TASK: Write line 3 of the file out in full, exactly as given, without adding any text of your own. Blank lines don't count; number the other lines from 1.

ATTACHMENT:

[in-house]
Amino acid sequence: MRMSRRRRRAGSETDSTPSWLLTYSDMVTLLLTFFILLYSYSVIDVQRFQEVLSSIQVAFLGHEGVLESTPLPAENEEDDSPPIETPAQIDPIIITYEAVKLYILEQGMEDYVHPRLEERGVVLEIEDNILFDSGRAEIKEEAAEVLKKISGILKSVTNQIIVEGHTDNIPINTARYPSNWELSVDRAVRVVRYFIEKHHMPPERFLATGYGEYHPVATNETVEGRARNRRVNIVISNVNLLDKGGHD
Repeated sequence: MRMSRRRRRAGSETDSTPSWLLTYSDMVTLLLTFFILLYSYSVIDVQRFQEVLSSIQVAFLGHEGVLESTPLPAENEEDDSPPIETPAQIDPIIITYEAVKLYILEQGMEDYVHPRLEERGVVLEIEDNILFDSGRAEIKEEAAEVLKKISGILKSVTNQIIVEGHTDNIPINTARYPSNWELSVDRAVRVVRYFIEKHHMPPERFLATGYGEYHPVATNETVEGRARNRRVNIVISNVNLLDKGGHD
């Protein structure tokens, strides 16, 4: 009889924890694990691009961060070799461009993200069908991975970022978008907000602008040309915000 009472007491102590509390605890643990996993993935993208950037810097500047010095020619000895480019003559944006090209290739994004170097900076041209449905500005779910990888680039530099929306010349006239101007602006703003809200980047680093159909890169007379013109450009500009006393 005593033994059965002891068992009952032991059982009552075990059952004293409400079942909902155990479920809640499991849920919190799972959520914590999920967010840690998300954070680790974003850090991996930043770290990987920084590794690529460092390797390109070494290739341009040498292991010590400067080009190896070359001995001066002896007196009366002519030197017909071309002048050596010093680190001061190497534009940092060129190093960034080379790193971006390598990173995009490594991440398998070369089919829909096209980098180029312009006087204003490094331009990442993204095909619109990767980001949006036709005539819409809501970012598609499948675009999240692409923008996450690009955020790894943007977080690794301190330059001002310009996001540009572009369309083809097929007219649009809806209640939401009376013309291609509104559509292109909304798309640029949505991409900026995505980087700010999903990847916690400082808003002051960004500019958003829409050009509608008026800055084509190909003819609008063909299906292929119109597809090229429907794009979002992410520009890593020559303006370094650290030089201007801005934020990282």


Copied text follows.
Repeated sequence: MRMSRRRRRAGSETDSTPSWLLTYSDMVTLLLTFFILLYSYSVIDVQRFQEVLSSIQVAFLGHEGVLESTPLPAENEEDDSPPIETPAQIDPIIITYEAVKLYILEQGMEDYVHPRLEERGVVLEIEDNILFDSGRAEIKEEAAEVLKKISGILKSVTNQIIVEGHTDNIPINTARYPSNWELSVDRAVRVVRYFIEKHHMPPERFLATGYGEYHPVATNETVEGRARNRRVNIVISNVNLLDKGGHD